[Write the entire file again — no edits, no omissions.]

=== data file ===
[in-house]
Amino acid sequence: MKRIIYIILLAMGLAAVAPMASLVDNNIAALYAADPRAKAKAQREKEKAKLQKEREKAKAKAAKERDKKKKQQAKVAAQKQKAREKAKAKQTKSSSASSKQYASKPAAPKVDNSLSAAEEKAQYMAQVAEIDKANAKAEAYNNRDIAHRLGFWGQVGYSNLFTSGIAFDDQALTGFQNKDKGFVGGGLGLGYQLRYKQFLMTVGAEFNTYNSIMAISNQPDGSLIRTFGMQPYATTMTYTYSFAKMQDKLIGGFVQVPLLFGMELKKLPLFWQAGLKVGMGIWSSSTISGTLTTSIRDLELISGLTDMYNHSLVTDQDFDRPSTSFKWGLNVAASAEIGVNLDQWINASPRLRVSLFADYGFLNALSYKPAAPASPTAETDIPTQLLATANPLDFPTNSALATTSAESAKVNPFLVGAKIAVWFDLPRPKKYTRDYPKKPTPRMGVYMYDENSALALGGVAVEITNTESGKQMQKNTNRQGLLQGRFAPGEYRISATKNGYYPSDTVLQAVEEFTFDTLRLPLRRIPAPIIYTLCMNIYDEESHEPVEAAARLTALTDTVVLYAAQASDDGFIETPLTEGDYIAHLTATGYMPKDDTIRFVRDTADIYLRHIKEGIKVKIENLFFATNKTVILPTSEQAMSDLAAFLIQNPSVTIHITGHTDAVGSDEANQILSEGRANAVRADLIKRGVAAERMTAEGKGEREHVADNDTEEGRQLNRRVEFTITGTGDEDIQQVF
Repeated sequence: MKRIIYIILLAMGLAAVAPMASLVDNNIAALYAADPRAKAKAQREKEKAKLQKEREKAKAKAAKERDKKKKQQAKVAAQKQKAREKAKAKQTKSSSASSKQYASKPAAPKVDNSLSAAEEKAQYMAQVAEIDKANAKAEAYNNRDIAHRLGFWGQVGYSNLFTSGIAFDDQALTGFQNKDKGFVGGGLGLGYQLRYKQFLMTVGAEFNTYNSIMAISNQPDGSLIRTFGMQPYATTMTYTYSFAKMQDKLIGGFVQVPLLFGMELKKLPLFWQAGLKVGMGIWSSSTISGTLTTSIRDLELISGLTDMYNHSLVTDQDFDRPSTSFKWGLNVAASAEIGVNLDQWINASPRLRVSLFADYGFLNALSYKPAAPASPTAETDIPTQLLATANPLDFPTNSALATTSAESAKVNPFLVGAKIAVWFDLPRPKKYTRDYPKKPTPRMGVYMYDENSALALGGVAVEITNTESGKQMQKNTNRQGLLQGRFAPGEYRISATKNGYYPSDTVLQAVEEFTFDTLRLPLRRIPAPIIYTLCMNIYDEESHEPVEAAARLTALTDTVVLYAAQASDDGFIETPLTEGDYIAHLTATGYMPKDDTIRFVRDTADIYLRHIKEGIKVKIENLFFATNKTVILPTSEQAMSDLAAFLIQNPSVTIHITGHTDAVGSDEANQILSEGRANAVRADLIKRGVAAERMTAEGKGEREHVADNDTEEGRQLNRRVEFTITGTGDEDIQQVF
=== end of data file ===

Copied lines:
[in-house]
Amino acid sequence: MKRIIYIILLAMGLAAVAPMASLVDNNIAALYAADPRAKAKAQREKEKAKLQKEREKAKAKAAKERDKKKKQQAKVAAQKQKAREKAKAKQTKSSSASSKQYASKPAAPKVDNSLSAAEEKAQYMAQVAEIDKANAKAEAYNNRDIAHRLGFWGQVGYSNLFTSGIAFDDQALTGFQNKDKGFVGGGLGLGYQLRYKQFLMTVGAEFNTYNSIMAISNQPDGSLIRTFGMQPYATTMTYTYSFAKMQDKLIGGFVQVPLLFGMELKKLPLFWQAGLKVGMGIWSSSTISGTLTTSIRDLELISGLTDMYNHSLVTDQDFDRPSTSFKWGLNVAASAEIGVNLDQWINASPRLRVSLFADYGFLNALSYKPAAPASPTAETDIPTQLLATANPLDFPTNSALATTSAESAKVNPFLVGAKIAVWFDLPRPKKYTRDYPKKPTPRMGVYMYDENSALALGGVAVEITNTESGKQMQKNTNRQGLLQGRFAPGEYRISATKNGYYPSDTVLQAVEEFTFDTLRLPLRRIPAPIIYTLCMNIYDEESHEPVEAAARLTALTDTVVLYAAQASDDGFIETPLTEGDYIAHLTATGYMPKDDTIRFVRDTADIYLRHIKEGIKVKIENLFFATNKTVILPTSEQAMSDLAAFLIQNPSVTIHITGHTDAVGSDEANQILSEGRANAVRADLIKRGVAAERMTAEGKGEREHVADNDTEEGRQLNRRVEFTITGTGDEDIQQVF
Repeated sequence: MKRIIYIILLAMGLAAVAPMASLVDNNIAALYAADPRAKAKAQREKEKAKLQKEREKAKAKAAKERDKKKKQQAKVAAQKQKAREKAKAKQTKSSSASSKQYASKPAAPKVDNSLSAAEEKAQYMAQVAEIDKANAKAEAYNNRDIAHRLGFWGQVGYSNLFTSGIAFDDQALTGFQNKDKGFVGGGLGLGYQLRYKQFLMTVGAEFNTYNSIMAISNQPDGSLIRTFGMQPYATTMTYTYSFAKMQDKLIGGFVQVPLLFGMELKKLPLFWQAGLKVGMGIWSSSTISGTLTTSIRDLELISGLTDMYNHSLVTDQDFDRPSTSFKWGLNVAASAEIGVNLDQWINASPRLRVSLFADYGFLNALSYKPAAPASPTAETDIPTQLLATANPLDFPTNSALATTSAESAKVNPFLVGAKIAVWFDLPRPKKYTRDYPKKPTPRMGVYMYDENSALALGGVAVEITNTESGKQMQKNTNRQGLLQGRFAPGEYRISATKNGYYPSDTVLQAVEEFTFDTLRLPLRRIPAPIIYTLCMNIYDEESHEPVEAAARLTALTDTVVLYAAQASDDGFIETPLTEGDYIAHLTATGYMPKDDTIRFVRDTADIYLRHIKEGIKVKIENLFFATNKTVILPTSEQAMSDLAAFLIQNPSVTIHITGHTDAVGSDEANQILSEGRANAVRADLIKRGVAAERMTAEGKGEREHVADNDTEEGRQLNRRVEFTITGTGDEDIQQVF